I watched the film about Eddie the Eagle a while back and seeing how Eddie had to struggle to convince the high ups to give him a chance apart from all the other obstacles he faced confirmed the idiocy of that sort of thought process.
During the introduction where Frank describes his own feelings about the art of fast bowling he says" I know there have been better bowlers, with better actions, more control and greater accuracy". Keats said in one of his letters "O for a life of sensation rather than thoughts". That would be a good comment on my bowling.
Lord Kitchener once wrote a song called "Tyson taught them a lesson that can't be forgotten", Like the lyrics, magnificent Tyson, had their batsmen beaten.
The bowling was so good it remind them of Larwood.
Oh how those Aussies must have loved Frank, the pommie annihilator.
Frank describes in the book how after the Sydney Test which England had won the team were still in the city on the following Sunday, and he and George Duckworth took a train to visit Harold Larwood who had been the destroyer of the Aussies in the notorious Body Line series.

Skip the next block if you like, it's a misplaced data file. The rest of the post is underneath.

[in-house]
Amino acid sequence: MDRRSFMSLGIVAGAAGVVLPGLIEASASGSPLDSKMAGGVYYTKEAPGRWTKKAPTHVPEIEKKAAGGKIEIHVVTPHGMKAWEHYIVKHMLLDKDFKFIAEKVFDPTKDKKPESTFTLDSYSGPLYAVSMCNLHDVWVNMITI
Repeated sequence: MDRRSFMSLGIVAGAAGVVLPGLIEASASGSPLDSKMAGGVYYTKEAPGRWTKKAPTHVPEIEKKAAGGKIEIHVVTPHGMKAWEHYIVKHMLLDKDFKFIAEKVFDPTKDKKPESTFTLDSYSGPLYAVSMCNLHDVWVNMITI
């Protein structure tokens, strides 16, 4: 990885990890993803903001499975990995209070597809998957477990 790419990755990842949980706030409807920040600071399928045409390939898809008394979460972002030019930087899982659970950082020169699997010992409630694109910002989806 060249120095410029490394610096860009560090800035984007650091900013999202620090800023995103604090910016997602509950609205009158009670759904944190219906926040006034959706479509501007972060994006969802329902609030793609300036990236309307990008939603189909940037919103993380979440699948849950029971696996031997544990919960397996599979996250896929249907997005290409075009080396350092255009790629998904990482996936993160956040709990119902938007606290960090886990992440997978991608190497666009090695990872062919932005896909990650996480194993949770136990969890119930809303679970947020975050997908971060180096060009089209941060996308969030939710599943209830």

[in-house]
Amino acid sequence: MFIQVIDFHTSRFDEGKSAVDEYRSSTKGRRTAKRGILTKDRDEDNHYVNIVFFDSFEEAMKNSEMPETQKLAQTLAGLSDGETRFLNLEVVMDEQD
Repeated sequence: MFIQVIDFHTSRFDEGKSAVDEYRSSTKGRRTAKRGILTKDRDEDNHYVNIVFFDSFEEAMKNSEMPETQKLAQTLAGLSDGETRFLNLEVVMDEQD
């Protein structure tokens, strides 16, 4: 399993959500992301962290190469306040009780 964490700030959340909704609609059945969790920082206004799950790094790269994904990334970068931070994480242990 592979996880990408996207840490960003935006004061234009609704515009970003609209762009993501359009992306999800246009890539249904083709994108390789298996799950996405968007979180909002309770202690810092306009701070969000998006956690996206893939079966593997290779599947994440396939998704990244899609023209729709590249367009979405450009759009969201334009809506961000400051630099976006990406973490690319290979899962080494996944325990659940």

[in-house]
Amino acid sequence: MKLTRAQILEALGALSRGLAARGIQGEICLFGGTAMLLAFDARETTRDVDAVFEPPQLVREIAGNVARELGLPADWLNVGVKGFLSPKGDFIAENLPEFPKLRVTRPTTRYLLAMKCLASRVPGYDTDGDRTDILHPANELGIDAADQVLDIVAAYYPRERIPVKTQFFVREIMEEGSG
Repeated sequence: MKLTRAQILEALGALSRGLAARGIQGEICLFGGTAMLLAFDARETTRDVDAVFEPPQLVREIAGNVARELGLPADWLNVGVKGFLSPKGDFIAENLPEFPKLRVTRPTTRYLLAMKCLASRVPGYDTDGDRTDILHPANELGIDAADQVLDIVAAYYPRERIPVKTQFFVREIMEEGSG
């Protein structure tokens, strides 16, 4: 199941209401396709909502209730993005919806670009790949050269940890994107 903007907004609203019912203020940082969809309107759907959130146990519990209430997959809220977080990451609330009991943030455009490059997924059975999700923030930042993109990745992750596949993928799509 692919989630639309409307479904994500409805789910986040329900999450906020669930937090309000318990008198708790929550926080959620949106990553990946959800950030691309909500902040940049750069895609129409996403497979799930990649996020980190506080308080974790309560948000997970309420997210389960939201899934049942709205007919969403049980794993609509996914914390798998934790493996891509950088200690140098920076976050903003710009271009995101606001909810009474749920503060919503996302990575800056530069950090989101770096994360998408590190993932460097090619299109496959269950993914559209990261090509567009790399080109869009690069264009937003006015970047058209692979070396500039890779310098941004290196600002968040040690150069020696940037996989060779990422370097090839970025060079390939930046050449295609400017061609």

Harold and his family had emigrated to Australia and although at the time of Body Line there had been a lot a anger generated by England's bowling tactics the Aussies had largely forgiven Harold Larwood..
In Australia the blame for these tactics was laid squarely at the feet of the then England Captain, Douglas Jardine, Franks thoughts were that Harold resented the fact that English official opinion placed the odium of an unpopular policy on the shoulders of the mere pawns in the game.
When Frank suggested to Larwood that he should come and meet the rest of the England team he turned the offer down, and apparently fours years later when Frank visited again and asked the same question the offer was turned down again, Harold it seemed wanted nothing to do with the MCC.